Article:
Energy Policy Leaders from 21 Latin American and Caribbean Countries Gather for Virtual Workshop on Energy Systems for a Decarbonized Future

Workshop co-hosted by OLADE, Enel Foundation, and the Harvard Environmental Economics Program

CAMBRIDGE MA. –Energy policy leaders from 21 Latin American and Caribbean countries participated in a virtual workshop Tuesday and Wednesday (January 25-26) focusing on energy policy options aimed at decarbonization and sustainable development for all. The workshop was co-hosted by OLADE (Organización Latinoamericana de Energía), Enel Foundation, and the Harvard Environmental Economics Program.

The workshop, “Energy Systems for a Decarbonized Future: Pathways for Latin America and the Caribbean,” was designed to support energy and climate policymakers in the region by deepening their understanding of global trends on energy issues and enhancing their capacity to leverage that knowledge to advance decarbonization efforts throughout the region.

Workshop sessions included “The Paris Agreement after COP-26,” “Building Climate Resilience in the Energy Sector in Latin America and the Caribbean,” “Decarbonization in the Energy Sector: Latin America and the Caribbean,” and “Net Zero by 2050: Is it Possible in the Region?”

Countries represented included Argentina, Belize, Bolivia, Brazil, Chile, Colombia, Costa Rica, Cuba, Dominican Republic, Ecuador, El Salvador, Guatemala, Guyana, Honduras, Jamaica, Panama, Paraguay, Peru, Trinidad and Tobago, Uruguay, and Venezuela. Speakers included academics, policy experts, and government officials from the Enel Foundation, the Energy Research Office for the Government of Brazil, Harvard Business School, Harvard Kennedy School, the Inter-American Development Bank, the Ministry of Energy for Chile, OLADE, and the Universidade Federal do Rio de Janeiro.

“We are enthusiastic about creating alliances with the academia and the main regional and global knowledge centers and agencies.  OLADE´s culture is to create synergies with the different stakeholders.” said Alfonso Blanco Bonilla, Executive Secretary, OLADE. “Global climate actions are necessary. We are experiencing a global climate emergency that requires our immediate response,” he added. “Along the way, we have discovered that the Harvard Kennedy School and Enel Foundation are the recognized knowledge centers and partners with the global leadership to support our decision makers and technical experts in the ambitious regional climate change actions.” “We want to work together and closely with those who promote changes and the transformation the world needs,” concluded Alfonso Blanco Bonilla.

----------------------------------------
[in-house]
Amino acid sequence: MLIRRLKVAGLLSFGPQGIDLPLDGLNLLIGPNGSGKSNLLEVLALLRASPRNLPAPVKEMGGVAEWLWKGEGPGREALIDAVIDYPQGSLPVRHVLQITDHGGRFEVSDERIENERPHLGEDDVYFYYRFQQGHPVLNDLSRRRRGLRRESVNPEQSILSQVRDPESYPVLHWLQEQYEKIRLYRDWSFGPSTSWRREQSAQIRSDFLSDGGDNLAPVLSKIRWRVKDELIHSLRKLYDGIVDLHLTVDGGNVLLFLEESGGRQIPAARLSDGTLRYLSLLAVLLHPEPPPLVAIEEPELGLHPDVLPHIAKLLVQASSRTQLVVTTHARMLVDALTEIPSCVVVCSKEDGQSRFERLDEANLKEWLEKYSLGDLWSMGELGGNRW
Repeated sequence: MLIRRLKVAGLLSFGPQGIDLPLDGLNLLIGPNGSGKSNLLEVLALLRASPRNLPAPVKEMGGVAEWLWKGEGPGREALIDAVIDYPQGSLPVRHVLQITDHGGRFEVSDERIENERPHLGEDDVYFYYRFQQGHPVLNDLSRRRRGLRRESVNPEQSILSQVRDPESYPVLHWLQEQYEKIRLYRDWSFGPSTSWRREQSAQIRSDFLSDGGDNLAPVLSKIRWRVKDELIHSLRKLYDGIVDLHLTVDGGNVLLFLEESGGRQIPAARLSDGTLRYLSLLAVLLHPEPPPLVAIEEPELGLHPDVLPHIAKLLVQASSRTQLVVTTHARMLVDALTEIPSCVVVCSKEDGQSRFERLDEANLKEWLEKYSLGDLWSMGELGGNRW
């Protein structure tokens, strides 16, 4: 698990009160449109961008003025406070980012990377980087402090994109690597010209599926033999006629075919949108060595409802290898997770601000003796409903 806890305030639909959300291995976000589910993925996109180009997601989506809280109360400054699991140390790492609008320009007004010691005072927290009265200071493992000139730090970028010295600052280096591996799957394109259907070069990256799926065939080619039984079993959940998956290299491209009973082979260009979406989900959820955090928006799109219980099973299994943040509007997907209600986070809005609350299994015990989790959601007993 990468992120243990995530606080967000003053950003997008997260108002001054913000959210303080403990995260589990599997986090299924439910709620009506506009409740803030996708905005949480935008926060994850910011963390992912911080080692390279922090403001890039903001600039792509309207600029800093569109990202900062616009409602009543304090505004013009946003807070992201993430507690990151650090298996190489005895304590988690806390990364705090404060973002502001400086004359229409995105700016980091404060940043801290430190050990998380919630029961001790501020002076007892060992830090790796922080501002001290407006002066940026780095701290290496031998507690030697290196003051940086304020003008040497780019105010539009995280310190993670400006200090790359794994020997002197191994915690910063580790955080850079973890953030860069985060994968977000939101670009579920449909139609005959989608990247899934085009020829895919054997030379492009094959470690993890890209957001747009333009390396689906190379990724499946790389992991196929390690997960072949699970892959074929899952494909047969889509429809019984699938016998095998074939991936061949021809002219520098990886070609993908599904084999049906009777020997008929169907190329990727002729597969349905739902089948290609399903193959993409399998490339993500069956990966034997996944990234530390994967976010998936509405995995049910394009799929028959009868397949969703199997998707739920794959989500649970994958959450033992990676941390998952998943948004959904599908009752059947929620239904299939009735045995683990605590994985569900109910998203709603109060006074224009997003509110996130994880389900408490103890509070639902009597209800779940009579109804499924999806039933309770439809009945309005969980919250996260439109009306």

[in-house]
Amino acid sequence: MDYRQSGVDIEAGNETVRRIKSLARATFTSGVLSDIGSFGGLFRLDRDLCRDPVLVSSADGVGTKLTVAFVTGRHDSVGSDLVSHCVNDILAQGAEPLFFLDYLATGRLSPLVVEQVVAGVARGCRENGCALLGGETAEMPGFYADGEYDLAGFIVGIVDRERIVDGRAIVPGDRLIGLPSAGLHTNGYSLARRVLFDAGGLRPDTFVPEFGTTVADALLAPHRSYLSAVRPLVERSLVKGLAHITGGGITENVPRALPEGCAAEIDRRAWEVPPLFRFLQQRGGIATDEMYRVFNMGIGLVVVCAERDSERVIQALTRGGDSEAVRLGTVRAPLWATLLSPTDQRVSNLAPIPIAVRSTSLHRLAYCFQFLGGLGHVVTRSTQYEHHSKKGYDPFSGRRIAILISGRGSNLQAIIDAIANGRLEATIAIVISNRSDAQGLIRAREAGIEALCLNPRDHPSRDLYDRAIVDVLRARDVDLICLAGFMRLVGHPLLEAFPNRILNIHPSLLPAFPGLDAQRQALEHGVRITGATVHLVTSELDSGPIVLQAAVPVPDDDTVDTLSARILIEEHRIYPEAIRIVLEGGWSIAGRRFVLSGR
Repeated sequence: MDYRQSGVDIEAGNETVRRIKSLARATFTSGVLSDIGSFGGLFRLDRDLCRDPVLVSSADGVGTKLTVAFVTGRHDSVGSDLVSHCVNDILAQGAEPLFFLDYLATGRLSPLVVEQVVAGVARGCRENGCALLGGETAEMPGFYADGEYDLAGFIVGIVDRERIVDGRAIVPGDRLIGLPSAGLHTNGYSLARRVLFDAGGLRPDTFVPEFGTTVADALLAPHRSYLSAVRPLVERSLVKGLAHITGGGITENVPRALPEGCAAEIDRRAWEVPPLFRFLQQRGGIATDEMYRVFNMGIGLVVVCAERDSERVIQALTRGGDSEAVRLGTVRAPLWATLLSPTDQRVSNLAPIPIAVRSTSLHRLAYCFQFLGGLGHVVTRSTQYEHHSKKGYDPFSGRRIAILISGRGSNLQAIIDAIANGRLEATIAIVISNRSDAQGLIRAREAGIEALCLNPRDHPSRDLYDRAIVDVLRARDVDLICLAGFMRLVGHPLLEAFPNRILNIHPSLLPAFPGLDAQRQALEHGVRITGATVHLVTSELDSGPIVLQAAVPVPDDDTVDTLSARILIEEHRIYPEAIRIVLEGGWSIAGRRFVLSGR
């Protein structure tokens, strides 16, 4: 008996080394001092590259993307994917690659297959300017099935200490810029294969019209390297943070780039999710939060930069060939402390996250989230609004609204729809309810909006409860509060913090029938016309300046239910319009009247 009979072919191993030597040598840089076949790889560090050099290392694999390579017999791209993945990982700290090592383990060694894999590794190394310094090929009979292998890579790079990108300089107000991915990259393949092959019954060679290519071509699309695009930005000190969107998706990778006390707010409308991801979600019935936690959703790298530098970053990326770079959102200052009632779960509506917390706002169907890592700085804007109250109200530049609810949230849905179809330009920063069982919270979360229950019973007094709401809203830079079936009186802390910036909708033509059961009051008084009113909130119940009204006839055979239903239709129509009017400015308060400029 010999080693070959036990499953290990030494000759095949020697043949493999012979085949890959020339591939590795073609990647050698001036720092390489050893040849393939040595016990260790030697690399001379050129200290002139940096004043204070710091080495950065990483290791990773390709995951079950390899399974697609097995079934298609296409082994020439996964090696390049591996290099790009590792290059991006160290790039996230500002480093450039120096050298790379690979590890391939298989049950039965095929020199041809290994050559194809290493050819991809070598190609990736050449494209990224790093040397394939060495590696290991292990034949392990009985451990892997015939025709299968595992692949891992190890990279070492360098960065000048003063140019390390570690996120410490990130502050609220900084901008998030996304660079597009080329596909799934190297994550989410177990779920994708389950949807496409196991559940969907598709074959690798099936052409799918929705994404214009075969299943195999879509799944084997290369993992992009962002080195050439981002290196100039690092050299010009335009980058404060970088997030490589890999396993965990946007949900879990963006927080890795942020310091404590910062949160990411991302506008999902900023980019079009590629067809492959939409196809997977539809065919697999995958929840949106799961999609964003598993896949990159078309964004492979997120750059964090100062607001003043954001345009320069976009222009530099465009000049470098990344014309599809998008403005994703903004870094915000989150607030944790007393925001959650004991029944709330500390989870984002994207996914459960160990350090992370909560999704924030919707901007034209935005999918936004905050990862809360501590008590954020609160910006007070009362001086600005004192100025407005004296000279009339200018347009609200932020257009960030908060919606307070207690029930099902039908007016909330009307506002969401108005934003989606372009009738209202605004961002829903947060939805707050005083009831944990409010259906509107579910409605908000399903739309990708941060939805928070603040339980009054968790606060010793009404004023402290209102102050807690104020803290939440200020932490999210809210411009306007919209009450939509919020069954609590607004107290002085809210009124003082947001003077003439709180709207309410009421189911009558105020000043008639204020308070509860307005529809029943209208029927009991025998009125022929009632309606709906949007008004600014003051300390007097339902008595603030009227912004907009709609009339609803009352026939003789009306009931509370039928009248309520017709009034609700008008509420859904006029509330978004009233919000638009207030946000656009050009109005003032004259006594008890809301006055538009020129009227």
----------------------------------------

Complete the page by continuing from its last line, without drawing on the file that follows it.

“We are thrilled to have brought together so many committed policymakers and thought leaders from the region  to reason about the great opportunities that lie ahead in delivering a decarb future making sure to leave no one behind,” said Carlo Papa, Managing  Director, Enel Foundation. “Moving forward we will continue to support energy and climate policymakers’ knowledge sharing as they seek additional ideas and resources to invoke clean energy solutions.”

“Government leaders in Latin American and the Caribbean are committed to creating a better future for their citizens by taking action now to address climate change,” said Robert Stavins, Director, Harvard Environmental Economics Program and A.J. Meyer Professor of Energy and Economic Development, Harvard Kennedy School. “By gaining a deeper knowledge of the evolving global energy and climate landscape, clean-energy finance, and mitigation and adaptation solutions, workshop participants are now better equipped to make the critical decisions they will have to make in coming months and years.”


Based in Rome, Enel Foundation endorses the promotion of multi flag capacity building programs, training, and dissemination initiatives regarding the power sector, socioeconomics, sustainable development, and innovation issues, at the crossroads of climate change and energy transition with a special focus on social sciences, policy & regulation, and technologies. An endeavour also committed to bridging the gap between the academic and the corporate world, bringing together universities, public and private research bodies, businesses, associations, et al.


The Harvard Environmental Economics Program (HEEP) develops innovative answers to today’s complex environmental issues, by providing a venue to bring together faculty and graduate students from across Harvard University engaged in research, teaching, and outreach in environmental, energy, and natural resource economics and related public policy. The program sponsors research projects, convenes workshops, and supports graduate education to further understanding of critical issues in environmental, natural resource, and energy economics and policy around the world. The university-wide initiative is based in the Harvard Kennedy School’s Mossavar-Rahmani Center for Business and Government.


The Latin American Energy Organization (OLADE) is an intergovernmental public body of cooperation, coordination and technical advisory, established on November 2, 1973 by signing the Lima Agreement, ratified by 27 countries in Latin America and the Caribbean, with the fundamental objective of promoting the integration, conservation, rational use, commercialization and defense of the region’s energy resources.



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